Uncertainty over Ukraine continues to affect markets
Benchmark indexes hit one-month lows as concern mounts over China economy
US stocks changed little today, as equities recouped much of their earlier declines amid signs of progress in diplomatic attempts to ease tensions surrounding Ukraine. Photograph: Andrew Burton/Getty Images
Mounting concerns over China’s economic growth rate and continuing uncertainty in Ukraine impacted on European shares today, sending benchmark indexes to their lowest point in a month.
Big exporters were hardest hit, with shares in German engineering giant Siemens closing down 2.2 per cent, and the world’s fifth-largest agrochemicals and seeds maker BASF falling 1.9 per cent.
China’s first domestic bond default sparked worries about loan deals using copper as collateral, leading to a sharp-sell off in metals prices. Copper, a good indicator of global economic performance because of its broad usage across industries, slumped to its lowest level since July 2010 before rebounding slightly.
Shares in food group Glanbia closed up 2 per cent at €11.21 on the back of stronger than expected results for 2013, with volume growth in its global performance nutrition division leading to a rise in revenue to €3.3 billion.
Bank of Ireland had a turbulent day, with stocks falling 4 per cent at one stage before recovering somewhat towards the end of the afternoon, closing down 2.8 per cent at 31.5c.
Mining company Kenmare Resources slid 7.5 per cent to 16.1c after reporting pre-tax losses of $42.09 million for 2013. Investor confidence remains unsteady after the Irish and London listed company issued a vague guidance for 2014, with concerns remaining over power supply at the Momo Mine in Mozambique.
Shares at Independent News and Media fell 7.5 per cent to close at 14.8c, ahead of its annual results announcement tomorrow, while Irish Continental Group slid 3.2 per cent to close at €30 after director Tony Kelly sold 15,000 shares.
The Iseq fell 68.62 points to close at 5,0001.28.
The FTSE 100 Index slid 64.6 points to a one-month low of 6620.9, led down by security firm G4S . The company sank 5.3 per cent to close at 232.5 pence in brisk trade after agreeing to repay £108.9 million to the British government after overcharging it on a contract to tag criminals. The agreement followed the announcement of a £170 million full-year loss, significantly below market forecasts.
Shares at insurer Prudential rallied 3 per cent to 1398p after operating profits rose 17 per cent to £2.95 billion and it announced a new 15-year deal with Standard Chartered to extend the pair’s life assurance partnership.
In contrast, Standard Chartered dropped 4 per cent from 46p to 1203p, after its shares went ex-dividend. The same factor meant fund supermarket Hargreaves Lansdown fell 46p to 1339p and banking giant HSBC dropped 17.4p to 599.2p.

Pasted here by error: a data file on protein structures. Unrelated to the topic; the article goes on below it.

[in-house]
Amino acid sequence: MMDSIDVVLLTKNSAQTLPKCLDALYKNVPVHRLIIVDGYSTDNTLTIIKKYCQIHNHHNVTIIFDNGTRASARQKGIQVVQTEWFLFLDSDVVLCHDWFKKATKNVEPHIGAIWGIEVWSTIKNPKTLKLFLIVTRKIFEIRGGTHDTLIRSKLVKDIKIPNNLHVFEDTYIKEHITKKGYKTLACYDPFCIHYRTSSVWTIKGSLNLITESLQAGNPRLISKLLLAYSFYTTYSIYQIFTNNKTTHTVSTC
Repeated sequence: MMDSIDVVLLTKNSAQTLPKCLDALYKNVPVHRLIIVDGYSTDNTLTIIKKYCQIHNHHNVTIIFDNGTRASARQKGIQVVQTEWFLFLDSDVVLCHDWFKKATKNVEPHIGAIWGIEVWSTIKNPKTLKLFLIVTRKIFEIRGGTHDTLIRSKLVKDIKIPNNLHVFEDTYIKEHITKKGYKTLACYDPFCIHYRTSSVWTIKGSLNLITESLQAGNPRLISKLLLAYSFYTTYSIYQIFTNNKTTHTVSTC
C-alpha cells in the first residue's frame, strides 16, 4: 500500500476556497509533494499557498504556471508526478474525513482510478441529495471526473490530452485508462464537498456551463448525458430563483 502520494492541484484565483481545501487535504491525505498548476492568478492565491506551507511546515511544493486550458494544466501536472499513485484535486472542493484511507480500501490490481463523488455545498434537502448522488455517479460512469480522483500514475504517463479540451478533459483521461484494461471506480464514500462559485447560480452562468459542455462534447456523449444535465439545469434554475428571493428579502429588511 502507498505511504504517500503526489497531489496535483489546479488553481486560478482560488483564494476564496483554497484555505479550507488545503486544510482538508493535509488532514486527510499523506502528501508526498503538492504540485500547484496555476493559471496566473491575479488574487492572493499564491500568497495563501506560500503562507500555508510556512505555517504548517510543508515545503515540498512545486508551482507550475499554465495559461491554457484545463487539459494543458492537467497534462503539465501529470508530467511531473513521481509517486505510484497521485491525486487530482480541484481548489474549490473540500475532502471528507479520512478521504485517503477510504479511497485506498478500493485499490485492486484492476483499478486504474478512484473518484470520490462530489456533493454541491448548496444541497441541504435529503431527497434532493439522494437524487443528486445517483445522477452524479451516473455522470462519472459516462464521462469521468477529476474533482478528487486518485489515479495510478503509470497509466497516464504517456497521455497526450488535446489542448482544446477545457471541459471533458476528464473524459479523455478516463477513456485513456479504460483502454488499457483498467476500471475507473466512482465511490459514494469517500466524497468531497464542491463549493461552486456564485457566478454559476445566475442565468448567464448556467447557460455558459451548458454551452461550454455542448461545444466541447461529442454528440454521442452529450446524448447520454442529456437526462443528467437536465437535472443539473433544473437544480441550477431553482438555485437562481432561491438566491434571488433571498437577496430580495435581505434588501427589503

Discount retailer Poundland made strong progress on its first trading day after its shares rose 23 per cent to 370p, giving it a market value of more than £920 million.
Shares of companies most exposed to Russia were among the biggest losers of the day as the European Union agreed the wording of sanctions against Russia, including travel restrictions and asset freezes against those responsible for violating the sovereignty of Ukraine.
The three firms derive 26 per cent, 22 per cent and 17 per cent respectively of their revenues from Russia, according to data from MSCI.
The FTSEurofirst 300 index of top European shares ended 1.1 per cent lower, at 1,307.26 points. The euro zone’s blue-chip Euro STOXX 50 index lost 0.9 per cent at 3,065.46 points.
US stocks changed little, as equities recouped much of their earlier declines amid signs of progress in diplomatic attempts to ease tensions surrounding Ukraine.
EPL Oil & Gas Inc jumped 29.4 per cent to $37.65 after the company agreed to be acquired by larger rival Energy XXI Ltd for $2.3 billion, including debt. Energy XXI shares lost 6.3 per cent to $21.90.
Fashion retailer Express Inc dropped 11.3 per cent to $16.18 after the company reported fourth-quarter earnings and forecast a profit for the current quarter that fell far short of analyst expectations.
Biopharmaceutical giant Oxigene Inc surged 103.7 per cent to $4.93 as the company reported its experimental drug Zybrestat, combined with Roche’s cancer drug Avastin, significantly slowed progression of recurrent ovarian cancer. Geron Corp plunged 63.2 percent to $1.82 as the US Food and Drug Administration ordered a halt to trials of its cancer drug imetelstat over concerns about potential liver damage.
Additional reporting: Reuters, PA